by Larry Miller
When the November edition of the Golden Age Courier arrived last week, we immediately recognized the subject featured on the front: Doell Tea Room.
Located at 376 Bordeaux Street (northeast corner of Fourth and Bordeaux), the Doell Tea Room was a large two-story home. In the 1950's, the Northwestern Bell Telephone Office was situated across the street to the west. The newer brick telephone office building reflected a revitalized and seemingly modern commercial activity. The Doell home was more sedate, identified by a simple sign in the front yard announcing the Doell Tea Room. Without the sign, it was another large and well-groomed house, but there was little else to distinguish it from other old and elegant homes in Chadron.
For those of us who were younger, the "Tea Room" sign was a bit of a puzzlement. "What exactly is a tea room" I'm sure many of us wondered. Alas, some of us would have to wait half a century to find out.
And as it happens, the Doell Tea Room was quite special.
Its story was told by two of the Doell daughters, Carol and Ann. Although the youngest of the three Doell girls, Ann has been able to provide considerable information about the business, which seems today something of an anachronism.
|A 1950 wedding at Doell Tea Room in Chadron |
Carl and Emma Doell came to Chadron from eastern Nebraska. The name "Doell" had long been associated with a grocery store in Norfolk operated by Doell relatives. Daughter Ann said the move to Chadron came after Carl and Emma lost their small grocery store in Fremont during the Great Depression.
Ann told us that her mother was a very outgoing person, and it wasn't long after arriving in Chadron that Emma -- in the 1940's -- opened a cafe on the east side of Second and Main, just a few doors north of the current post office. Old-timers will remember it as being adjacent to the Newsy Nook on the south and O'Neill Photo on the north.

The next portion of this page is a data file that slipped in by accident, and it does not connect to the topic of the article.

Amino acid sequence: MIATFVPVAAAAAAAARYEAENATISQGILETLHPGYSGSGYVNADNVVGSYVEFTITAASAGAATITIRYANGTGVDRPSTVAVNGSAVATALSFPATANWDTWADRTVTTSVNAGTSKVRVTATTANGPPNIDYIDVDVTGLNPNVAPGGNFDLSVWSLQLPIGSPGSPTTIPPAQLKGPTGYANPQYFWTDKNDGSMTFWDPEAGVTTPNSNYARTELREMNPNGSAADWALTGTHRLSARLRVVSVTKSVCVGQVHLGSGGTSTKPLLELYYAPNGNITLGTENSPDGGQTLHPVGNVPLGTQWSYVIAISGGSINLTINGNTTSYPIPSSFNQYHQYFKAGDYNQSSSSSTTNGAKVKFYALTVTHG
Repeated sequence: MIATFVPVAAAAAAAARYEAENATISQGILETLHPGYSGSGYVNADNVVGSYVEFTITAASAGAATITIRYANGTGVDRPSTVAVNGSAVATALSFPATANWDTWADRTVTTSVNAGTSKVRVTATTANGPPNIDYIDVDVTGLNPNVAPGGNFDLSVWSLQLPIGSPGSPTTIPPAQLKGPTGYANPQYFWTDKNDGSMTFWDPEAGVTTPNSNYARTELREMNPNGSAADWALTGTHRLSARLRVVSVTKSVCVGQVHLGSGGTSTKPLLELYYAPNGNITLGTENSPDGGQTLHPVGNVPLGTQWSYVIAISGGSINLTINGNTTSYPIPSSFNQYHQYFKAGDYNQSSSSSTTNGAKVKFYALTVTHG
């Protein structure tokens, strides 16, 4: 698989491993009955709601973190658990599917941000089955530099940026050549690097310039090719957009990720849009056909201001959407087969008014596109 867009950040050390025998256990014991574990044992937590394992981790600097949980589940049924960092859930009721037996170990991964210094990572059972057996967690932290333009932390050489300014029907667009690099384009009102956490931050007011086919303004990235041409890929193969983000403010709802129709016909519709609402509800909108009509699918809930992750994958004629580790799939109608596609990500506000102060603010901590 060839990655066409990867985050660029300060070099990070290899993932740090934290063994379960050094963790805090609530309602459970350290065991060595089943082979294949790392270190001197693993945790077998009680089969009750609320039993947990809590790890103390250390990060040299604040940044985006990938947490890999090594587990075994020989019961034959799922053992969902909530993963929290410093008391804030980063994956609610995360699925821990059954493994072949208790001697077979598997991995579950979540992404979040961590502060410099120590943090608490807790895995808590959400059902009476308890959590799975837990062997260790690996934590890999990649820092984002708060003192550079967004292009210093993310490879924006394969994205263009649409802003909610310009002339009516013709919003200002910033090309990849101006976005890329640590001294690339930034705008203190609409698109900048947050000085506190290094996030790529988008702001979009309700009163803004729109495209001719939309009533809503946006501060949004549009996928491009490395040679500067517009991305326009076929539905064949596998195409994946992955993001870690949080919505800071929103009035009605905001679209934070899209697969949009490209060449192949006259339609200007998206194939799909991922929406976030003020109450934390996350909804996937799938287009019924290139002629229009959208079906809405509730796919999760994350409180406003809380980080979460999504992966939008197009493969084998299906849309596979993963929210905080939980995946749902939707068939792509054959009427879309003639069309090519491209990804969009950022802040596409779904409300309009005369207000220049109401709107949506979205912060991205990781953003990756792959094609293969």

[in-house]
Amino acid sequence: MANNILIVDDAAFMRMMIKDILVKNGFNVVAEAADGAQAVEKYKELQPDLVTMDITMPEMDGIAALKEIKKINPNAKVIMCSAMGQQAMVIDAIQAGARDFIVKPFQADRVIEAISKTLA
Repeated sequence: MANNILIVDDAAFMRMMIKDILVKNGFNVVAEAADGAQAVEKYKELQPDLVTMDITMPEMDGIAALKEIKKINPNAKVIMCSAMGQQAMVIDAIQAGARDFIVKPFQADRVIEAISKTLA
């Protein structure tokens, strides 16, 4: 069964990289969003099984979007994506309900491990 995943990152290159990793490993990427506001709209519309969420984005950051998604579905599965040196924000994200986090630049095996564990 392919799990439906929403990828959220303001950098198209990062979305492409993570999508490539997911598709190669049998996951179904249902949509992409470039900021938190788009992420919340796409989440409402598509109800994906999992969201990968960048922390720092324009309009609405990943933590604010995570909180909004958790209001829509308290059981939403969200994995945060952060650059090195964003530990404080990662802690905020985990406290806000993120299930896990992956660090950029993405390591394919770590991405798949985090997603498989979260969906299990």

|Emma Doell ran the Doell Tea Room|
"Mom's sister and husband, Ann and Mark Patterson, were already living in Chadron with their son, Merrill," wrote Ann. "I believe it was like a working man's cafe with a long counter only and daily specials. Not sure how long she was at this location."
Some will remember the "Sandwich Shop" in this vicinity during the 1950s, and that may very well have been the same business once operated by Emma Doell.
"They were renting a small house from Ann and Mark on Maple St., and then they bought the big house on Bordeaux."
That larger house at 4th and Bordeaux was known as the "Richert" house, and Doells bought it from Mr. and Mrs. Harry Jolly in 1946. "Doell Tea Room" would host wedding receptions, sorority and fraternity dinners, bridge parties, monthly gatherings of the Business and Professional Women, and once in a while even poker parties! Ann noted that "people would call and set a date with information on the number of people and then pick a menu." She and her younger brother, Bob, were too young to remember a lot about the Tea Room, "but I do remember they had us out of the way in the kitchen with coloring books and story time on the radio," she said, recounting programs like Amos and Andy, Jack Benny, Gene Autry, the Lone Ranger, and others.